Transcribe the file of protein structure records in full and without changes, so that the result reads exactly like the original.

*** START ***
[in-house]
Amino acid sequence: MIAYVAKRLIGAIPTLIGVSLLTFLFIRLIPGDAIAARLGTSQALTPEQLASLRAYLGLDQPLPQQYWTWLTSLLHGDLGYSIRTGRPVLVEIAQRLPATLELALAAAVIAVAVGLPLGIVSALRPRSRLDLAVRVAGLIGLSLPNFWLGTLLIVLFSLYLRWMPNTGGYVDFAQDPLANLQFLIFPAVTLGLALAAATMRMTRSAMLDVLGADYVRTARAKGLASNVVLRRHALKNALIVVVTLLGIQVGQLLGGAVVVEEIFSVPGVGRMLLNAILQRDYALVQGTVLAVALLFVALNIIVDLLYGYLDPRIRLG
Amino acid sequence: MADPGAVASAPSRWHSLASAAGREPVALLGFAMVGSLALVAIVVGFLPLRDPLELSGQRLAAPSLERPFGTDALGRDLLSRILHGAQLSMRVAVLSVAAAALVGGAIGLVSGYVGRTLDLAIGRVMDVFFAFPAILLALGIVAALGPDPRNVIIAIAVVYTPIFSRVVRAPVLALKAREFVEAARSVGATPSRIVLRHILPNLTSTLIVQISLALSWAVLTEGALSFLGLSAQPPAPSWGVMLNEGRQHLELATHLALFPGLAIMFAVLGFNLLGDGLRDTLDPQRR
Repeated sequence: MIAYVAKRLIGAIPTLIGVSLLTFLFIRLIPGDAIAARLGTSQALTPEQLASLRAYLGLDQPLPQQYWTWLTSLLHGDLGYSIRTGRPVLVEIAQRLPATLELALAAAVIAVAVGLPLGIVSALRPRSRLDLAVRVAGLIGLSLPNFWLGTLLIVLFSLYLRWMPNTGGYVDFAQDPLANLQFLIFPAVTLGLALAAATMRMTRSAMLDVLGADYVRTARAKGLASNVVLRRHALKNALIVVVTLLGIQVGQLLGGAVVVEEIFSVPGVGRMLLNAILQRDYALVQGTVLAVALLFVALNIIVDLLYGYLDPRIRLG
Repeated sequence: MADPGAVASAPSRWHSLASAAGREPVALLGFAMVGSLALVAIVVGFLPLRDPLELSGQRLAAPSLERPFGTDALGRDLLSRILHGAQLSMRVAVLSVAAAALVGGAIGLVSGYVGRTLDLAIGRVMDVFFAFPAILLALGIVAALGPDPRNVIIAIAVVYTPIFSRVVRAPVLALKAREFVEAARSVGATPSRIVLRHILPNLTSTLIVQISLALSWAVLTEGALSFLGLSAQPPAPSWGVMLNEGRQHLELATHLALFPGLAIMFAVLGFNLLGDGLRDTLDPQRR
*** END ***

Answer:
[in-house]
Amino acid sequence: MIAYVAKRLIGAIPTLIGVSLLTFLFIRLIPGDAIAARLGTSQALTPEQLASLRAYLGLDQPLPQQYWTWLTSLLHGDLGYSIRTGRPVLVEIAQRLPATLELALAAAVIAVAVGLPLGIVSALRPRSRLDLAVRVAGLIGLSLPNFWLGTLLIVLFSLYLRWMPNTGGYVDFAQDPLANLQFLIFPAVTLGLALAAATMRMTRSAMLDVLGADYVRTARAKGLASNVVLRRHALKNALIVVVTLLGIQVGQLLGGAVVVEEIFSVPGVGRMLLNAILQRDYALVQGTVLAVALLFVALNIIVDLLYGYLDPRIRLG
Amino acid sequence: MADPGAVASAPSRWHSLASAAGREPVALLGFAMVGSLALVAIVVGFLPLRDPLELSGQRLAAPSLERPFGTDALGRDLLSRILHGAQLSMRVAVLSVAAAALVGGAIGLVSGYVGRTLDLAIGRVMDVFFAFPAILLALGIVAALGPDPRNVIIAIAVVYTPIFSRVVRAPVLALKAREFVEAARSVGATPSRIVLRHILPNLTSTLIVQISLALSWAVLTEGALSFLGLSAQPPAPSWGVMLNEGRQHLELATHLALFPGLAIMFAVLGFNLLGDGLRDTLDPQRR
Repeated sequence: MIAYVAKRLIGAIPTLIGVSLLTFLFIRLIPGDAIAARLGTSQALTPEQLASLRAYLGLDQPLPQQYWTWLTSLLHGDLGYSIRTGRPVLVEIAQRLPATLELALAAAVIAVAVGLPLGIVSALRPRSRLDLAVRVAGLIGLSLPNFWLGTLLIVLFSLYLRWMPNTGGYVDFAQDPLANLQFLIFPAVTLGLALAAATMRMTRSAMLDVLGADYVRTARAKGLASNVVLRRHALKNALIVVVTLLGIQVGQLLGGAVVVEEIFSVPGVGRMLLNAILQRDYALVQGTVLAVALLFVALNIIVDLLYGYLDPRIRLG
Repeated sequence: MADPGAVASAPSRWHSLASAAGREPVALLGFAMVGSLALVAIVVGFLPLRDPLELSGQRLAAPSLERPFGTDALGRDLLSRILHGAQLSMRVAVLSVAAAALVGGAIGLVSGYVGRTLDLAIGRVMDVFFAFPAILLALGIVAALGPDPRNVIIAIAVVYTPIFSRVVRAPVLALKAREFVEAARSVGATPSRIVLRHILPNLTSTLIVQISLALSWAVLTEGALSFLGLSAQPPAPSWGVMLNEGRQHLELATHLALFPGLAIMFAVLGFNLLGDGLRDTLDPQRR